(disclaimer: not a lawyer)

More generally, it helps realizing that the GDPR is not an act of bureaucratic lunacy, it’s the outcome of decades of growing awareness of the European public to those issues. Saying “we don’t want to delete those 20 posts of yours because we believe they’re of public interest for historical research” is probably not going to be very positively looked upon. :slight_smile:


I think someone needs to pay a lawyer, unfortunately. Obviously blog posts from a lawyer are not legal advice, especially when not answering our specific question.

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Maybe, but also “I demand that you immediately go and delete every copy of all of my messages out of every archive on the internet” is also not going to fly. There’s a balance to be struck, particularly when looking at something that was posted in public for all to see.

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That balance is for lawyers to advise on though. Or a judge, I guess.

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I think someone needs to pay a lawyer, unfortunately. Obviously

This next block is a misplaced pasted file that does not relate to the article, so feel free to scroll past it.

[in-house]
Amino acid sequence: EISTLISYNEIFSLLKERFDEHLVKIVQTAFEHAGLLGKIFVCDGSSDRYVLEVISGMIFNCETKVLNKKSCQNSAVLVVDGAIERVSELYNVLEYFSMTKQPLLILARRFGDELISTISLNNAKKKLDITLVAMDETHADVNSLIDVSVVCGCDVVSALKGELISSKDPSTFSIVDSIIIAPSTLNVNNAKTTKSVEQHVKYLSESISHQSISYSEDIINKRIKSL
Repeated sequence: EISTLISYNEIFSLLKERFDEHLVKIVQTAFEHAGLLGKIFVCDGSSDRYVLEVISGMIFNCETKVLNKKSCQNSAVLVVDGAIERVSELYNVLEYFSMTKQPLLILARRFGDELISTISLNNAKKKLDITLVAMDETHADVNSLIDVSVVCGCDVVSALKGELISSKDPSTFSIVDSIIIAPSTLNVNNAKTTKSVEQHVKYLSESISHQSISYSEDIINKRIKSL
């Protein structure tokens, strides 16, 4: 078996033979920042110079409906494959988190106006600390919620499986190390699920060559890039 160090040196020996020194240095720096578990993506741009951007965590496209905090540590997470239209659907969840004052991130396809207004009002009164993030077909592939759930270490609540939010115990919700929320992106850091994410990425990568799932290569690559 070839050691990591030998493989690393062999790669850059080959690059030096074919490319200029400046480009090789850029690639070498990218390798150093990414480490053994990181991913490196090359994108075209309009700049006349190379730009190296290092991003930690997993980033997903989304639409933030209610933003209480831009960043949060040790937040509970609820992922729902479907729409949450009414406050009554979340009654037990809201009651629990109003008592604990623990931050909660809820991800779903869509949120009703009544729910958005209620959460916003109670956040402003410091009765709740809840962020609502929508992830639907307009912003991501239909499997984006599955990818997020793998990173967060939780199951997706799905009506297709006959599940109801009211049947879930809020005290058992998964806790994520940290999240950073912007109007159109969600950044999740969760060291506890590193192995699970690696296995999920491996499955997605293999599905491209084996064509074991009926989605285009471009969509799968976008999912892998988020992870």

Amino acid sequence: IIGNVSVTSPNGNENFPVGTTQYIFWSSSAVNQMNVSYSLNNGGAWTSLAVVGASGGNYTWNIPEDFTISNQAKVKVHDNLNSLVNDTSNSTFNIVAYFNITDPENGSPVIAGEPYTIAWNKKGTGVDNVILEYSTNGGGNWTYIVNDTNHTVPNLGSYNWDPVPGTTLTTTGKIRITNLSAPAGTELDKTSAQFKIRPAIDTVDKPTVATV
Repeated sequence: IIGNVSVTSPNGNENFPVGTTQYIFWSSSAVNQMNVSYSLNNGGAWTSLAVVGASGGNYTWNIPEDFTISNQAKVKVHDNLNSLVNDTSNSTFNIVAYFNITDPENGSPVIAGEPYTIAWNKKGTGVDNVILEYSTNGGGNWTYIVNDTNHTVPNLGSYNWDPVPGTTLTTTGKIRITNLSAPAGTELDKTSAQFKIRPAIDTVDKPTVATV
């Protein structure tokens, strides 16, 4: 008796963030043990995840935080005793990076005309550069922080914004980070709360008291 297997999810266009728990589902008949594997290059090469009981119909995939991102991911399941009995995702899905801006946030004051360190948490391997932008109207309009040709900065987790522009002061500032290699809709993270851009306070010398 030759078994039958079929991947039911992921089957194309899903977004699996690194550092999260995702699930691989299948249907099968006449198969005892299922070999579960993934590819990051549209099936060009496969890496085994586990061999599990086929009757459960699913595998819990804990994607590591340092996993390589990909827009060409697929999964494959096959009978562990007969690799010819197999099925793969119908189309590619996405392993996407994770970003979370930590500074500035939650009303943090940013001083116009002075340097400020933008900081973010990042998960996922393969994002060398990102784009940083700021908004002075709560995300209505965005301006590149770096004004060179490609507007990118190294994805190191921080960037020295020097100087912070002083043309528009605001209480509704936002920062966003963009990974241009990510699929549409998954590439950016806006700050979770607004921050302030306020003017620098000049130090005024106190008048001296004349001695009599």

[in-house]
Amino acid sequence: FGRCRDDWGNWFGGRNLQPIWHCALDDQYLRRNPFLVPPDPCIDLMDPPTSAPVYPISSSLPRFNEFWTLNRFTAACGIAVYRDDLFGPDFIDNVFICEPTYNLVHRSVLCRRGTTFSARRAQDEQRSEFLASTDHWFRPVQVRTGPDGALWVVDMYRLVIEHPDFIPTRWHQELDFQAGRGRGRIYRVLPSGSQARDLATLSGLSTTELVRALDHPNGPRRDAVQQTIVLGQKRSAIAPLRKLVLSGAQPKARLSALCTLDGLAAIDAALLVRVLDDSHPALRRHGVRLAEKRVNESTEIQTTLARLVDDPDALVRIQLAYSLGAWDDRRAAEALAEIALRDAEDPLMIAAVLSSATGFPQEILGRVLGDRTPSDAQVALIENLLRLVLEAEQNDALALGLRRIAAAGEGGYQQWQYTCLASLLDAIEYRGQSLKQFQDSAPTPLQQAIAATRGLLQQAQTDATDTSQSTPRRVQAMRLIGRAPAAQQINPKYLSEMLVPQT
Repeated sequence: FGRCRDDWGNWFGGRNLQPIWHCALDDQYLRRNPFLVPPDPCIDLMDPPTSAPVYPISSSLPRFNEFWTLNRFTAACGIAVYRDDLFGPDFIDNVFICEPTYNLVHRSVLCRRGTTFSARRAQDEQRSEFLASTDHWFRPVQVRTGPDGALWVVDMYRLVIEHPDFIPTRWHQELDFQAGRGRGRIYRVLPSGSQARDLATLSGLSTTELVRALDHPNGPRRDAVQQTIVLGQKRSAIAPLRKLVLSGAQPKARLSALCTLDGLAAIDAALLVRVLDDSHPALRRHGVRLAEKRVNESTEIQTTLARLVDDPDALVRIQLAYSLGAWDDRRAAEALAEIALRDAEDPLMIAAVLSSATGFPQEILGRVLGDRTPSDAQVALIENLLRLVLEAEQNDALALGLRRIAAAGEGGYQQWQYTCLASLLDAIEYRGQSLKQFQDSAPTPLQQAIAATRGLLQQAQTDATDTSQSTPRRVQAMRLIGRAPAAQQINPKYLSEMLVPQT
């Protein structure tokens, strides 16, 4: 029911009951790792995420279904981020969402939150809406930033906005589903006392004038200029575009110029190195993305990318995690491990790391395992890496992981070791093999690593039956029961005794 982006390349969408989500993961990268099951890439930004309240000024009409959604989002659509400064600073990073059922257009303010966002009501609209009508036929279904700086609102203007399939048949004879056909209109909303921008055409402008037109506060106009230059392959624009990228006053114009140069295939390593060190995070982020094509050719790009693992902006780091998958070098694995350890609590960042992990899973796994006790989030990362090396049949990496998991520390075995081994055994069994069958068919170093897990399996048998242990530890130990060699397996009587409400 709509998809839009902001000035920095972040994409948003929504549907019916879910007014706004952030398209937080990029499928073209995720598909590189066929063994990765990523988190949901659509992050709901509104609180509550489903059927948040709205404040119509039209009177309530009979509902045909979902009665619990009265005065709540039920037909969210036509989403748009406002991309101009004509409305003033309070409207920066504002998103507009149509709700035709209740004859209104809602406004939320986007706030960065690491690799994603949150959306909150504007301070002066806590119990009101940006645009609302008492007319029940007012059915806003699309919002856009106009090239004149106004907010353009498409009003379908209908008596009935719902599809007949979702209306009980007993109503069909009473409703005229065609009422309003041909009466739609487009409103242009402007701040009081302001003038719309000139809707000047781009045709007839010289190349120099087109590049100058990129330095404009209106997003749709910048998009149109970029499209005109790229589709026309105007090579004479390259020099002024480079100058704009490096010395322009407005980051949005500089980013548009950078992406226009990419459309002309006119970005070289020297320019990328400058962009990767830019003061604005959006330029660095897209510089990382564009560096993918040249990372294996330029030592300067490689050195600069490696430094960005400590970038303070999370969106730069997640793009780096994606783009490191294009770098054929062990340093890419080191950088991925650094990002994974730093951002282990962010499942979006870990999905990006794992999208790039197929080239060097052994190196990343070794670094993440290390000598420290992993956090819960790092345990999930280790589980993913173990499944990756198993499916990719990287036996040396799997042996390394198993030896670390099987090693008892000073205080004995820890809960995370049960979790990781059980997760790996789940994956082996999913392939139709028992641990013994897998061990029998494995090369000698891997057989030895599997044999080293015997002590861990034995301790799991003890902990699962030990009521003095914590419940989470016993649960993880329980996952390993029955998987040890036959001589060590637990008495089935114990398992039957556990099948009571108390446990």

blog posts from a lawyer are not legal advice, especially when not
answering our specific question.

But also, a lawyer is not going to tell you what to do. They’re
going to give you advice, and try to help you understand (to the
extent possible) the risks associated with following that advice vs.
not following it, so that you can weigh them against one another and
come to a conclusion for how you’ll choose to proceed.

Right, but I thought we’d all established and agreed on that removing the user’s account and its data, severing any link between that and the posts, and scrubbing any remaining personal information manually entered in posts is sufficient for fulfilling the spirit and letter of the GDPR and protecting the user’s privacy, and the question was whether that last bit was in addition also necessary. Are you now suggesting that it is in fact necessary to also remove the non-PII, non-attributable content of their posts as well? And to your specific example, it is in cases where users have fewer posts that it is much easier to check and scrub them, whereas this would be more challenging for users with hundreds or thousands, but the loss would also be proportionally far greater.